Once a process has been put in a prison, it and its descendants cannot escape the prison.
Inside the prison, the concept of "superuser" is very diluted. In general, it can be assumed that nothing can be mangled from inside a prison which does not exist entirely inside that prison. For instance the directory tree below "path" can be manipulated all the ways a root can normally do it, including ""rm -rf /*"" but new device special nodes cannot be created because they reference shared resources (the device drivers in the kernel). The effective "securelevel" for a process is the greater of the global "securelevel" or, if present, the per-jail "securelevel".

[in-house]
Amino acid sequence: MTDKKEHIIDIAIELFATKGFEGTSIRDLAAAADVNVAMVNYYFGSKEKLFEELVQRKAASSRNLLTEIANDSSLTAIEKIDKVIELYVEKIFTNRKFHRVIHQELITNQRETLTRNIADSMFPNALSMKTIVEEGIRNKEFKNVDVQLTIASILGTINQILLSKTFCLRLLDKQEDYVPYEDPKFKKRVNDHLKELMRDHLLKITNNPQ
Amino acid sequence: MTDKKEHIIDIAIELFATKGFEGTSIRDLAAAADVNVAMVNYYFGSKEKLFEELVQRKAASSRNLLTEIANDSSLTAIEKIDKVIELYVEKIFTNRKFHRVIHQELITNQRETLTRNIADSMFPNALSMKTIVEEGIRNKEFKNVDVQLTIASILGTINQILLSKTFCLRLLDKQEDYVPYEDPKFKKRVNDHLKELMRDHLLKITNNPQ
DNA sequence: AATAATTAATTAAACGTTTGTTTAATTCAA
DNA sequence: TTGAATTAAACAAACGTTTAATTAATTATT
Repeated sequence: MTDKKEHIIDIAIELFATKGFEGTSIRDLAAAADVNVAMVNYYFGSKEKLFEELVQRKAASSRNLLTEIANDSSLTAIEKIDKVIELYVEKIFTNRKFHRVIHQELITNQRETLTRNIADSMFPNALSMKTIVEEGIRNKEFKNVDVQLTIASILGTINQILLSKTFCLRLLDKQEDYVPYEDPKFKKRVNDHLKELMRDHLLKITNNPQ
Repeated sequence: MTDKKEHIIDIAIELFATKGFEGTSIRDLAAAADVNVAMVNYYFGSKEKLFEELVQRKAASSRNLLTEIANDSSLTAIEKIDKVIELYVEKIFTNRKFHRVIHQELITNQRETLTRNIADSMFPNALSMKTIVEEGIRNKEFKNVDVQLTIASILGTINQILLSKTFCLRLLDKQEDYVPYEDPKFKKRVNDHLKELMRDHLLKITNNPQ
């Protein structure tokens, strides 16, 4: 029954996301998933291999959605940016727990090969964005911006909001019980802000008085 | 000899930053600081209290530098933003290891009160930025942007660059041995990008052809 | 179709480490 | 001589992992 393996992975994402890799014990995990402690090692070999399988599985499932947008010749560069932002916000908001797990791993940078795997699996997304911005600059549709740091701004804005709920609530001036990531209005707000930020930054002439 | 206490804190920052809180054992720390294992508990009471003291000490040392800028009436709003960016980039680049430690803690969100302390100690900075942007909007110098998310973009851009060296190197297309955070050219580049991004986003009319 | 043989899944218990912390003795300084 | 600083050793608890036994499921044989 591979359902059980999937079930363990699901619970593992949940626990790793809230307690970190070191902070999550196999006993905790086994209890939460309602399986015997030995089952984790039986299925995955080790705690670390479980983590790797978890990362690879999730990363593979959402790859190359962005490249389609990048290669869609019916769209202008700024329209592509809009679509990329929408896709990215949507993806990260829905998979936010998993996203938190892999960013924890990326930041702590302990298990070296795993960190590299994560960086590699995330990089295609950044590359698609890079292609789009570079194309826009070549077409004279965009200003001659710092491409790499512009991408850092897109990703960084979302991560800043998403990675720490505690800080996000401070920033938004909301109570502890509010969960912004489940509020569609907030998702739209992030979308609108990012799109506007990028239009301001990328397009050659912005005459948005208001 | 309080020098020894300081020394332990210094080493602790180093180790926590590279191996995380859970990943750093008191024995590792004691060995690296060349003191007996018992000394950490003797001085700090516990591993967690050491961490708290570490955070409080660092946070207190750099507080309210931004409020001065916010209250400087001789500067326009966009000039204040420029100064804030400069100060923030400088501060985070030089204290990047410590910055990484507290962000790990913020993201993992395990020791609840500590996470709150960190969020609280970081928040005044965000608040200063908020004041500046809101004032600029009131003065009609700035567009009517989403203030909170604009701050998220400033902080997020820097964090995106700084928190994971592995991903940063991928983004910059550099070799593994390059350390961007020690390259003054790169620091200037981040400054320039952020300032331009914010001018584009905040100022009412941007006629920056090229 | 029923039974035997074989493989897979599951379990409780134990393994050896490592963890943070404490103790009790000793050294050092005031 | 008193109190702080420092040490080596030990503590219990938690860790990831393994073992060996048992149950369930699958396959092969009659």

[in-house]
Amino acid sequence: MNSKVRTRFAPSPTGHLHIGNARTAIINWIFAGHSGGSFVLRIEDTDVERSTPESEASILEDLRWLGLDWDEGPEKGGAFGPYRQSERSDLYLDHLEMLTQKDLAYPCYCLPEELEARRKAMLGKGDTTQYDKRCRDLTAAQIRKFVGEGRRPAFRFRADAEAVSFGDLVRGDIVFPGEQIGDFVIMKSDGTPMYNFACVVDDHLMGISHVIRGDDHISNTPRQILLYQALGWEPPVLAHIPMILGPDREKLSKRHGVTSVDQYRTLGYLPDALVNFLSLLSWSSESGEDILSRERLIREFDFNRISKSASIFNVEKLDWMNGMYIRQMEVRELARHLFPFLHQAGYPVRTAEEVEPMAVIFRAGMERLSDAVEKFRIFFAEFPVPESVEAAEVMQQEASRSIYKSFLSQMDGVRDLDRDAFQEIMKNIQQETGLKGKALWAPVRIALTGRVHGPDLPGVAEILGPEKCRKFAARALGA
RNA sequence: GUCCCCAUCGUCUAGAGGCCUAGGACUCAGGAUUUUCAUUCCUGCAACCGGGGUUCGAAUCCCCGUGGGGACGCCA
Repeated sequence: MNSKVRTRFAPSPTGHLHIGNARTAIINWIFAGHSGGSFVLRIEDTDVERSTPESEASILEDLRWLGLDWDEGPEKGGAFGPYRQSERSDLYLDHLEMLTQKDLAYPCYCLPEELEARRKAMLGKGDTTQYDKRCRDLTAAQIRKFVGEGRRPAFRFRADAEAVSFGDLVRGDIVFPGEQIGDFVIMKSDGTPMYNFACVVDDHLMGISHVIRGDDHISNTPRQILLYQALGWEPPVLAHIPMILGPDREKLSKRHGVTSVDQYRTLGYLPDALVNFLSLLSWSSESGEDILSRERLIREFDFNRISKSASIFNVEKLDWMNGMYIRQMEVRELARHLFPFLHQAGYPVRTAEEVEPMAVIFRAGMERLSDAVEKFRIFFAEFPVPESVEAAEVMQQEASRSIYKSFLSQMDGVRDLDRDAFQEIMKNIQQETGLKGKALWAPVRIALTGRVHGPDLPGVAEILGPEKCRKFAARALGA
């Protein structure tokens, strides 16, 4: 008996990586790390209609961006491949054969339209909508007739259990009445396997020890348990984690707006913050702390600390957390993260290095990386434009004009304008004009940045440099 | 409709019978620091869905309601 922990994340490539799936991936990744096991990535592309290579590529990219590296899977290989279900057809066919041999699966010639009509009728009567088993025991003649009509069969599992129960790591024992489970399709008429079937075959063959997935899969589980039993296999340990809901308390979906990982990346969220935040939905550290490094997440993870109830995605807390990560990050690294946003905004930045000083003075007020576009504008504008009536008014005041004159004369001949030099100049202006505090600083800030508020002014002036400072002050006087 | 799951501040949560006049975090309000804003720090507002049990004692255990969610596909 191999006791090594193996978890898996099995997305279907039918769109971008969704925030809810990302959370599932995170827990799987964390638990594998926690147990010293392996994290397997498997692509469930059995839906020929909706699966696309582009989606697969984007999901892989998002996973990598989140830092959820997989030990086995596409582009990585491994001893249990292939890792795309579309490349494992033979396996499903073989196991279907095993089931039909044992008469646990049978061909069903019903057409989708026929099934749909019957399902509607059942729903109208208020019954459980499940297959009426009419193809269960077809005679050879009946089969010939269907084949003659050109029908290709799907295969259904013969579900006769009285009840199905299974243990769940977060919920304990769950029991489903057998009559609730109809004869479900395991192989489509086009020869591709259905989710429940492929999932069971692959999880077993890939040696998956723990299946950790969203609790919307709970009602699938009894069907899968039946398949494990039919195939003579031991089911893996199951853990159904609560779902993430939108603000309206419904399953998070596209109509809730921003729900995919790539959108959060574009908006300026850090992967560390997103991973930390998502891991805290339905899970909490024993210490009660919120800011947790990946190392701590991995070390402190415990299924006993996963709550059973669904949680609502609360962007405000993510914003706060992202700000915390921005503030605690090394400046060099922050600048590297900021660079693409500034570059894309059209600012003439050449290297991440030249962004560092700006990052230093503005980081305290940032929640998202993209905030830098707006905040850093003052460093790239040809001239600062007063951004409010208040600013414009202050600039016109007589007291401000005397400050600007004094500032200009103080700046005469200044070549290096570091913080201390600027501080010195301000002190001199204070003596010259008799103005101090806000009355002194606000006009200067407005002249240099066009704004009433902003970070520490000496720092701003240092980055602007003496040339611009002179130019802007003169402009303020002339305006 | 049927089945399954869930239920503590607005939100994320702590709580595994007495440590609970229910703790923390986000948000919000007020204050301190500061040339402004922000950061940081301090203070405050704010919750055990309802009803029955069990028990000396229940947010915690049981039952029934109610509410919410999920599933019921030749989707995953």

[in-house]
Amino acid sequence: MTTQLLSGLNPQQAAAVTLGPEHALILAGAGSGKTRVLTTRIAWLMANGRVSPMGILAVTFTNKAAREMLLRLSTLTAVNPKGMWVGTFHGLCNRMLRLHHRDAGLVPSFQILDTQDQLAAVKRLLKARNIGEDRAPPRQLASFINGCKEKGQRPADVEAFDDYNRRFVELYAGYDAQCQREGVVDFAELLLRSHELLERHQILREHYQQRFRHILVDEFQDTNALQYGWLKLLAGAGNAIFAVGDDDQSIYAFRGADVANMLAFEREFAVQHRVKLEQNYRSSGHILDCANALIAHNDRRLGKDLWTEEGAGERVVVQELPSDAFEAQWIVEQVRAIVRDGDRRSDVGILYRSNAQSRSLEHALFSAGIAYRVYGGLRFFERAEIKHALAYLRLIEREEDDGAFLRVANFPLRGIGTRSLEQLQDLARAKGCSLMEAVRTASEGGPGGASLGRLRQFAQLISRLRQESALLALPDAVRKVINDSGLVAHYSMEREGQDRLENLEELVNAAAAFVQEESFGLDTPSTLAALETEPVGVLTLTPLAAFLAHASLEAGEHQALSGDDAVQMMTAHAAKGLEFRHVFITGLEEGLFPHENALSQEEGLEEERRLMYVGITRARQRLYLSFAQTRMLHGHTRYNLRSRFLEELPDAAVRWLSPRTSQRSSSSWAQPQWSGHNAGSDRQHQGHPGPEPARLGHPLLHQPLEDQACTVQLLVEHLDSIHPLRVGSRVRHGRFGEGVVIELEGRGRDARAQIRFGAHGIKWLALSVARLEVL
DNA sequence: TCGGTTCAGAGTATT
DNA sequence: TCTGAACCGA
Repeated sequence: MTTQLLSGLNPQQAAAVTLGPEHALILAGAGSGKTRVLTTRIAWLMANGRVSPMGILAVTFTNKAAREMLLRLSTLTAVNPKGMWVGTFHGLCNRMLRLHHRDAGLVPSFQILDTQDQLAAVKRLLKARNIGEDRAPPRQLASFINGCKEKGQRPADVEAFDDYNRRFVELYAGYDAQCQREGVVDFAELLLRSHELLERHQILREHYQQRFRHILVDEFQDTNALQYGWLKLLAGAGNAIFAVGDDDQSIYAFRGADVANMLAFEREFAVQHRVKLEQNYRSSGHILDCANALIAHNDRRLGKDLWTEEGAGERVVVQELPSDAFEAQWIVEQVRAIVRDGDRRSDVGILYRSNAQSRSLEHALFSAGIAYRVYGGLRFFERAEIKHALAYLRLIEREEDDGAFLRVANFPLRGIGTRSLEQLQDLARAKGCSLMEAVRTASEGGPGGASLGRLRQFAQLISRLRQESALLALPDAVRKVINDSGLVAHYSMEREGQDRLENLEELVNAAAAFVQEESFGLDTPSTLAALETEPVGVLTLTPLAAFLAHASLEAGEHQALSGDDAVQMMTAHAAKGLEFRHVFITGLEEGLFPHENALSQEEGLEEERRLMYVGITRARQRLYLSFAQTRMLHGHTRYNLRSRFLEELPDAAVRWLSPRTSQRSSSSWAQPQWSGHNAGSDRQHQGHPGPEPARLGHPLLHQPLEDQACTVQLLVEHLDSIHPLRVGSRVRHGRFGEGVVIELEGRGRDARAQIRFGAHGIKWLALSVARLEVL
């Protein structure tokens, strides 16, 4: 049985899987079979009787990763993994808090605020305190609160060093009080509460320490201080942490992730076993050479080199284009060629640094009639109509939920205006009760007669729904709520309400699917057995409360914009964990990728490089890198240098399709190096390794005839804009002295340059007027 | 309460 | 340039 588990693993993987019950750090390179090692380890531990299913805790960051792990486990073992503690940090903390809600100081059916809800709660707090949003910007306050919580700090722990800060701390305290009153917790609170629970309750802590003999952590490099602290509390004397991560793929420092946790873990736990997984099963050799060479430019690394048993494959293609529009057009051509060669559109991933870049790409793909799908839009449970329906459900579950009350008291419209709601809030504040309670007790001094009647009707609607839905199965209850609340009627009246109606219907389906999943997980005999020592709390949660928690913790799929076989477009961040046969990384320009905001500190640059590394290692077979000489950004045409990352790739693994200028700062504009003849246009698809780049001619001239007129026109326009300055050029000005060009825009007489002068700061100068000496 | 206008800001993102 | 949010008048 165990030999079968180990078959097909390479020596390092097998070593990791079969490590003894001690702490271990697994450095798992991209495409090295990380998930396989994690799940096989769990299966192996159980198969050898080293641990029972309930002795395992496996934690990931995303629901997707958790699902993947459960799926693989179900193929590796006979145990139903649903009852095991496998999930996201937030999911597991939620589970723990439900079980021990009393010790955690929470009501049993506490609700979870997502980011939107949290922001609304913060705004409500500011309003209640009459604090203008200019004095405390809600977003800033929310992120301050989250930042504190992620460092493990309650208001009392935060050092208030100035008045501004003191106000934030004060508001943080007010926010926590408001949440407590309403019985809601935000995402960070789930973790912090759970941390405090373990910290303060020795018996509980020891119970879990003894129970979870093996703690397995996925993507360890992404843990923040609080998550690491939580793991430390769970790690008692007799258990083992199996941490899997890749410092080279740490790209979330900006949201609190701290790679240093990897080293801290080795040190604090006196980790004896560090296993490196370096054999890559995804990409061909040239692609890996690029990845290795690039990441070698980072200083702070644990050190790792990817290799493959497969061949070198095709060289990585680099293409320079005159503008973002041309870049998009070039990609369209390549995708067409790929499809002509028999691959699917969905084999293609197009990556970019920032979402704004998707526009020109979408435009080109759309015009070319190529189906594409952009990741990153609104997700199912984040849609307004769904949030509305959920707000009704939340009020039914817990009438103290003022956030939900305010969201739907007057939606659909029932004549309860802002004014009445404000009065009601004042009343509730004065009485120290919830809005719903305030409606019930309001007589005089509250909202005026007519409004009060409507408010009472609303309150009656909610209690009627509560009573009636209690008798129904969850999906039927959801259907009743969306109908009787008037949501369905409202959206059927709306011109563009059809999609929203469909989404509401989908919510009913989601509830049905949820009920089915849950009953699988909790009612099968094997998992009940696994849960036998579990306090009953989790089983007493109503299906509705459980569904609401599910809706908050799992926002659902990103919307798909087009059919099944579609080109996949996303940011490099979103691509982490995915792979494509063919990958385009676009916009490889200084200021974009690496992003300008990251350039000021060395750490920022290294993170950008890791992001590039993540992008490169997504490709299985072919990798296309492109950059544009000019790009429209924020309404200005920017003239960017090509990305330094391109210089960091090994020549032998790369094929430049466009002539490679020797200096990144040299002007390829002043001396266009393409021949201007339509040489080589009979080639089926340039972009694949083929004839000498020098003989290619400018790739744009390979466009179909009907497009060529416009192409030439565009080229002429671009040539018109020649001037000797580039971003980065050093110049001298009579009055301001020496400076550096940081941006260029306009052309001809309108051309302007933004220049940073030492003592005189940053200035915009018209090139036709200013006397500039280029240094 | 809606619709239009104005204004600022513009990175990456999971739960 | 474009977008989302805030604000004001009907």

All IP activity will be forced to happen to/from the IP number specified, which should be an alias on one of the network interfaces.
It is possible to identify a process as jailed by examining "/proc/<pid>/status": it will show a field near the end of the line, either as a single hyphen for a process at large, or the hostname currently set for the prison for jailed processes.
The jail system call will fail if: